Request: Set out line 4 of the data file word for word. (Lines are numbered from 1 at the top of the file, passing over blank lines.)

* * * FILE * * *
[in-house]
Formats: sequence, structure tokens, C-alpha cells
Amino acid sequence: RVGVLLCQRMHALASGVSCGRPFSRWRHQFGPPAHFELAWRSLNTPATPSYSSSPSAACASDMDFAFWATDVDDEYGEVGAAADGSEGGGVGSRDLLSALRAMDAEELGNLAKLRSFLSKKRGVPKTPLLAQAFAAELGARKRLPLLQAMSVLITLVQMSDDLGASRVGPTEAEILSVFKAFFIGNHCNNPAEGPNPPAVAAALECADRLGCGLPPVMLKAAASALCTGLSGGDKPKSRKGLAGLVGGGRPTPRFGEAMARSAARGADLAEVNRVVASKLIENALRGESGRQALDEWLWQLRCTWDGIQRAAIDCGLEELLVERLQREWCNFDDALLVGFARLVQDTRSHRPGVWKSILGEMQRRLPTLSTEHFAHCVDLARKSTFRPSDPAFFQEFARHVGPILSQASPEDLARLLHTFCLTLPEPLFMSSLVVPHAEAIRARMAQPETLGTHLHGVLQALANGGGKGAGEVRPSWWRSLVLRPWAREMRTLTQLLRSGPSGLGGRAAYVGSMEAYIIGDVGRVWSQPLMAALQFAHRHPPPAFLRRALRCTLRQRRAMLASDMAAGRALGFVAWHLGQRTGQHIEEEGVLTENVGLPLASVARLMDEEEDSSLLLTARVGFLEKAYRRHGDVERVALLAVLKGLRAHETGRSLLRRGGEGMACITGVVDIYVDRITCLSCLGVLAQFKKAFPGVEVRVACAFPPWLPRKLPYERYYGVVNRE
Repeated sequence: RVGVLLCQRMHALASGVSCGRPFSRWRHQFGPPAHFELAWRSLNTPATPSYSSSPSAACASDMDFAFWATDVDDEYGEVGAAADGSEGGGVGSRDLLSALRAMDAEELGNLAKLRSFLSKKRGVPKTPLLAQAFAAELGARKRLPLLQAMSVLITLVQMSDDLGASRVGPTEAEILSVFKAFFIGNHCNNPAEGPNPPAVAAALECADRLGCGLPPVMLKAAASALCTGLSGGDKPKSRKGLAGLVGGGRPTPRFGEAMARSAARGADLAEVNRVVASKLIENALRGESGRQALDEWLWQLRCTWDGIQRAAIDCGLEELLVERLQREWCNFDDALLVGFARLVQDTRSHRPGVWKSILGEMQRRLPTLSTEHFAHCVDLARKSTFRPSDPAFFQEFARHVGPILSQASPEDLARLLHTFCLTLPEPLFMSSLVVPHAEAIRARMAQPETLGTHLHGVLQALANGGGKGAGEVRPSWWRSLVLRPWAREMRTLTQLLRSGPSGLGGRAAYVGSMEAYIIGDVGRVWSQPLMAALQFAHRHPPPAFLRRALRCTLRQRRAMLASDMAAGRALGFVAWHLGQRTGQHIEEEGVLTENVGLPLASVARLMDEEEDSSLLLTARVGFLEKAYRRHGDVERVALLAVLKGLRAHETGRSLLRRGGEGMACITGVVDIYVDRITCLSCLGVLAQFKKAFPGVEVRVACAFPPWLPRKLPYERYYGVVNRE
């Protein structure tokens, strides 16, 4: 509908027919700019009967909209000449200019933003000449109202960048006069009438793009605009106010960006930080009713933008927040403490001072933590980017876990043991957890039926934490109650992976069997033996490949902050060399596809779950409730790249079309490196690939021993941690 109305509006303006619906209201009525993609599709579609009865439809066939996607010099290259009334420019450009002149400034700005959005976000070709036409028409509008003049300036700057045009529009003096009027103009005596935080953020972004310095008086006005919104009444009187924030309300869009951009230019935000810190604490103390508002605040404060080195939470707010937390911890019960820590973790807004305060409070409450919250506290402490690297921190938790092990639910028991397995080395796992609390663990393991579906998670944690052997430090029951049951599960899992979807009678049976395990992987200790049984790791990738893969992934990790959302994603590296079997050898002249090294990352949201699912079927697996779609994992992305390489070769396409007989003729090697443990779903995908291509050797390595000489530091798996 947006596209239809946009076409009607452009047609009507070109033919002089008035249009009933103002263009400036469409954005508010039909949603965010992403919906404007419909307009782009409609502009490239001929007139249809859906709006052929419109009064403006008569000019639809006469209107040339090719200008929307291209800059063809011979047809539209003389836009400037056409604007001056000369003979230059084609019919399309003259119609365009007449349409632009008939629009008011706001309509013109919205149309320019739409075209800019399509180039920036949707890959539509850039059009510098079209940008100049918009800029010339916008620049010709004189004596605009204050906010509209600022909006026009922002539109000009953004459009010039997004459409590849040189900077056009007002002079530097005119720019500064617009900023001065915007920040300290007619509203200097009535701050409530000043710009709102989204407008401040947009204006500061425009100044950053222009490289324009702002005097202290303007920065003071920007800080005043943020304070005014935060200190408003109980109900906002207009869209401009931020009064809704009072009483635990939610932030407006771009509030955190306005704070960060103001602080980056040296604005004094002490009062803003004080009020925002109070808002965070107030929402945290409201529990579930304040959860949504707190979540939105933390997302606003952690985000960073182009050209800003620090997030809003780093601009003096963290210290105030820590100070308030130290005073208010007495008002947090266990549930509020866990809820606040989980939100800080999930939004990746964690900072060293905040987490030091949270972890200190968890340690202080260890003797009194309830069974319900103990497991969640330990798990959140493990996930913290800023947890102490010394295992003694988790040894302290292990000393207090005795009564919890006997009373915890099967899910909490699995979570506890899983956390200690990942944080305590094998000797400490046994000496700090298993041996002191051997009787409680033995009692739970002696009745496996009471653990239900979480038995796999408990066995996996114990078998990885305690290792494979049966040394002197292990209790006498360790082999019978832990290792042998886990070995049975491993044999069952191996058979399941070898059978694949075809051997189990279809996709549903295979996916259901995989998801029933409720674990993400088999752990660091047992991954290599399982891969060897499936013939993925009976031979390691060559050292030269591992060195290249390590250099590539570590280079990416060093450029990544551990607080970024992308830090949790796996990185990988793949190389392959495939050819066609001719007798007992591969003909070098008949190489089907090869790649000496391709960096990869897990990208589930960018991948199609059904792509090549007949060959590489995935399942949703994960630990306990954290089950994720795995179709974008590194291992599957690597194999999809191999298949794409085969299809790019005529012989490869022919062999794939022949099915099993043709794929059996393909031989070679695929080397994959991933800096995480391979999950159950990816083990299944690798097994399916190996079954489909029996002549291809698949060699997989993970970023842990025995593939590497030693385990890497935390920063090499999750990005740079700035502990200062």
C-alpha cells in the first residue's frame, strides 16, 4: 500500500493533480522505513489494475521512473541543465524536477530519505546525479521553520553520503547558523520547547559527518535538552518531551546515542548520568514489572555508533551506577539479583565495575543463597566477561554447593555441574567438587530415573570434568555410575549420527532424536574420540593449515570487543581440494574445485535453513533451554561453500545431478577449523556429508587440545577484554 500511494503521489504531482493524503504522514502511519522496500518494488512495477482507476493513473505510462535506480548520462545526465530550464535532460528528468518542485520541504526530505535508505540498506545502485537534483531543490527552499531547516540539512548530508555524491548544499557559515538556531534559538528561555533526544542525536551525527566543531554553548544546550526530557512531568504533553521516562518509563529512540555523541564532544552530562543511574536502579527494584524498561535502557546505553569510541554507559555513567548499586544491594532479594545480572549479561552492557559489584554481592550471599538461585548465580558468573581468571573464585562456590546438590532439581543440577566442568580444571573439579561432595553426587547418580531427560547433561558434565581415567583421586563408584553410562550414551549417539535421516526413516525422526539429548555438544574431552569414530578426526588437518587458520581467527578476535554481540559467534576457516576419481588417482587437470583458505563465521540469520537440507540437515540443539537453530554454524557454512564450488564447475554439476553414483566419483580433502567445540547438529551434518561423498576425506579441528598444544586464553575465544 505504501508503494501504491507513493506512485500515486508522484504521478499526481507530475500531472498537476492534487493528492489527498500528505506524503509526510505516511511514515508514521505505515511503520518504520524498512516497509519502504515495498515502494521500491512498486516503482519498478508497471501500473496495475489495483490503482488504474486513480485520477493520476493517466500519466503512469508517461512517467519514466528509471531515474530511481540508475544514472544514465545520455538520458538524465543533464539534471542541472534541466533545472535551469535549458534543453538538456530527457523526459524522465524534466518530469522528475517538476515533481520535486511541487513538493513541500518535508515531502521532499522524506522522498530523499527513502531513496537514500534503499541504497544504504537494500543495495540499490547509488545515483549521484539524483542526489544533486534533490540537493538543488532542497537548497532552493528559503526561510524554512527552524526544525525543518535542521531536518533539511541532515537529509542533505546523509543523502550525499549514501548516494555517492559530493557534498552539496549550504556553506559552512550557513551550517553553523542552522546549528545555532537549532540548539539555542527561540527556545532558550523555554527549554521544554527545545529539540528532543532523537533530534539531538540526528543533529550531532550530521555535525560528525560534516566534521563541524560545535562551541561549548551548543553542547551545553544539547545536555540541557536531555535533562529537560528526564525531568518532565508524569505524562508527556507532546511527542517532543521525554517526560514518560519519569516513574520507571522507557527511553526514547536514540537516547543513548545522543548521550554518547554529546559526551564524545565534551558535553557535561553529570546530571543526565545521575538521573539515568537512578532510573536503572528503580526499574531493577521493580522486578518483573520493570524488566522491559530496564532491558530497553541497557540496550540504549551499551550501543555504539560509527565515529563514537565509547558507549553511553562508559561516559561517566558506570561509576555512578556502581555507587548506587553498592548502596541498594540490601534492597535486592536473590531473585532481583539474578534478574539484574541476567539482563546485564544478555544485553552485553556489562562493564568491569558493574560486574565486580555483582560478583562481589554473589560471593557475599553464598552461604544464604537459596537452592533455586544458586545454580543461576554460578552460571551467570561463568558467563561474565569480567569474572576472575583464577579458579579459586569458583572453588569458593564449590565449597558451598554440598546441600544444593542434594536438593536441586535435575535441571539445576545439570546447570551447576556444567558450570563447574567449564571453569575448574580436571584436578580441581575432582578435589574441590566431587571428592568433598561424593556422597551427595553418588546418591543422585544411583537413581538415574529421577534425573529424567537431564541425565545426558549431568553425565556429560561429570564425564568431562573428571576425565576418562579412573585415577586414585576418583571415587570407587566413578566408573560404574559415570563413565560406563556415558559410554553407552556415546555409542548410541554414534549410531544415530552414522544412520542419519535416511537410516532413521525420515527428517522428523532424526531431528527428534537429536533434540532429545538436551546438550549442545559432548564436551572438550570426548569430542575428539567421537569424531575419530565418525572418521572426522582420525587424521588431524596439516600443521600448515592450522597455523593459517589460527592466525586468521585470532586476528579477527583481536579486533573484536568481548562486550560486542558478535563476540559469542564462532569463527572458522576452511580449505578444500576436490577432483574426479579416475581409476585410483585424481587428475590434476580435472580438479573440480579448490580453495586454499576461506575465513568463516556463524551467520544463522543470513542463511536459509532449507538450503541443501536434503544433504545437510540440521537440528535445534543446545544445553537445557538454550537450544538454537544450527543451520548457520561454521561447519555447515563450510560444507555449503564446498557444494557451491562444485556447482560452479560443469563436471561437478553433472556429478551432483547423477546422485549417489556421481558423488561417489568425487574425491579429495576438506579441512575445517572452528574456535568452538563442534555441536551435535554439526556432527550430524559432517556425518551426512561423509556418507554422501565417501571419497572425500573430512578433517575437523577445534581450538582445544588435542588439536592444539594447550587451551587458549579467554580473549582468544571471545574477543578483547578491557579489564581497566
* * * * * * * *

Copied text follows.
Repeated sequence: RVGVLLCQRMHALASGVSCGRPFSRWRHQFGPPAHFELAWRSLNTPATPSYSSSPSAACASDMDFAFWATDVDDEYGEVGAAADGSEGGGVGSRDLLSALRAMDAEELGNLAKLRSFLSKKRGVPKTPLLAQAFAAELGARKRLPLLQAMSVLITLVQMSDDLGASRVGPTEAEILSVFKAFFIGNHCNNPAEGPNPPAVAAALECADRLGCGLPPVMLKAAASALCTGLSGGDKPKSRKGLAGLVGGGRPTPRFGEAMARSAARGADLAEVNRVVASKLIENALRGESGRQALDEWLWQLRCTWDGIQRAAIDCGLEELLVERLQREWCNFDDALLVGFARLVQDTRSHRPGVWKSILGEMQRRLPTLSTEHFAHCVDLARKSTFRPSDPAFFQEFARHVGPILSQASPEDLARLLHTFCLTLPEPLFMSSLVVPHAEAIRARMAQPETLGTHLHGVLQALANGGGKGAGEVRPSWWRSLVLRPWAREMRTLTQLLRSGPSGLGGRAAYVGSMEAYIIGDVGRVWSQPLMAALQFAHRHPPPAFLRRALRCTLRQRRAMLASDMAAGRALGFVAWHLGQRTGQHIEEEGVLTENVGLPLASVARLMDEEEDSSLLLTARVGFLEKAYRRHGDVERVALLAVLKGLRAHETGRSLLRRGGEGMACITGVVDIYVDRITCLSCLGVLAQFKKAFPGVEVRVACAFPPWLPRKLPYERYYGVVNRE